Pittsburghers Look Out for Their Neighbors
The helpers are out in full force.
Each day brings a new reality and response to COVID-19. Businesses and organizations are ceasing or postponing public operations, leaving people without work and resources.
Restaurants are closed. That means chefs, servers and bartenders aren’t working. Local theaters are closed. Actors, directors and behind-the-scenes personnel aren’t working. Daycares and schools are closed, which means educators and school officials aren’t working.
The list goes on.
Worrying about what will happen to the economy is natural now that the governor has recommended all non-essential businesses close.
But this is Pittsburgh, and the helpers are out in full force.
One GoFundMe, the PGH Artist Emergency Fund, set a $5,000 goal to assist “local artists who have lost their main source of income due to COVID-19.”
They reached the goal in one day.
They set a new goal of $10,000, and they reached it within another day. After the first $5,000 was reached, they were able to help the first 20 people who submitted the PGH Artists Emergency Fund form. As of March 16, 118 artists have sent requests to the fund organized by sarah huny young, Joshua Nico Orange, Julie Mallis, Aaron Clark, Clark Price and Alex Neal.
“We want to be able to support the full spectrum of workers,” from performers to venue, sound and security workers who help make performances possible, Mallis says. “This is a really good time to support our community.”
As many creative work opportunities close, Artists For Hire helps connect artists to new ones through job listings and classifieds that artists and employers can submit, as well as information on health care and other artist and freelancer resources.
Created by Emma Vescio and maintained by a growing list of collaborators, Artists for Hire aims to create a network that looks beyond educational backgrounds and supports marginalized individuals in and out of the art field.
“Art workers pride themselves on keeping their heads down and working continuously but very often do not ask for help,” Vescio says. “This can be a resource for all and can continue to evolve during this crisis and hopefully can become a sustainable resource after.”
Resources for students are also popping up as colleges and universities close their campuses and many students are moving out of on-campus housing. “Request/Volunteer Temporary Shelter, Transportation, Storage for Displaced Pitt Students” is a Google form created March 11 by local students Neerja Garikipati, Albert Tanjaya and Daly Trimble.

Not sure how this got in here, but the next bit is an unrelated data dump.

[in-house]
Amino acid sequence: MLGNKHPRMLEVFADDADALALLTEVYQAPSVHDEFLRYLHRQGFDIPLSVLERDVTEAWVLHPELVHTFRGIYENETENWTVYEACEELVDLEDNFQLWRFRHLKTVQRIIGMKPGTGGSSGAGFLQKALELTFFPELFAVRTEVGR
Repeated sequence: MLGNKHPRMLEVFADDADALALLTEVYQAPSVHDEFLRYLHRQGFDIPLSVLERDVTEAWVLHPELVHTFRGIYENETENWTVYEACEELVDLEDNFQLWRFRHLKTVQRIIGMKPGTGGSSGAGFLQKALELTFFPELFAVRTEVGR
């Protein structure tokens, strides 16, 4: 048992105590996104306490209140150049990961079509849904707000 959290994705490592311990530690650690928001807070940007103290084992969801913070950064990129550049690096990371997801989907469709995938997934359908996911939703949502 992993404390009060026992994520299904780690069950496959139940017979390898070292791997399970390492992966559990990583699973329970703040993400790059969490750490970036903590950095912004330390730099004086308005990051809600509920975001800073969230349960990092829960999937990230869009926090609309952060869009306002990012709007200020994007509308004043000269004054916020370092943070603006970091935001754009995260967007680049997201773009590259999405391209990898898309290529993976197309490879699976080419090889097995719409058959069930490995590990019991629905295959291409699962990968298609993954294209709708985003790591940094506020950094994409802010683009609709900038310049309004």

The form is open to displaced students who need a place to stay or keep their belongings, as well as volunteers who can host, store belongings or provide transportation throughout any part of the short-notice move-out process. There are also forms for students seeking spiritual and emotional aid and one for monetary aid for groceries.
The student-led effort was “created as a response to what other student and alumni networks are doing” at schools such as Harvard, Yale and Duke, Garikipati says, with a focus on lower-income students and others “disproportionately affected” by Pitt’s safety precautions.
Financial strains also mount as businesses and events close, but many employers large and small across all professions are taking steps to take care of their employees during cutbacks to work hours as much as possible.
After the NHL paused all hockey games, the Pittsburgh Penguins announced it would pay all full- and part-time employees at PPG Paints Arena with funding to come from Penguins players, the Pittsburgh Penguins Foundation and the Mario Lemieux Foundation. Rivers Casino also announced March 13 it will also continue payroll during the 14-day closure that started March 15.
Employers are also adapting as the situation changes. 21st Street Coffee announced March 8 it was switching to disposable cups and offering paid sick leave to baristas, but closed March 16 in response to an Allegheny County call for non-essential businesses to close, although it will continue to pay baristas wages and tips.
Others are trying to offset the pressure from restaurant and school closings. The Pennsylvania Department of Education received permission from the federal Department of Agriculture to allow all closed K-12 schools to serve meals offsite to students at no cost. 412 Food Rescue is offering to take any surplus food businesses may have on hand due to a sudden shutdown.
“We have to start treating people with respect and dignity, operate with an assumption of trust. Or, at least — model it,” Orange, one of the PGH Artist Emergency Fund organizers, says. “Culture matters, and here we have an opportunity to improve ours.”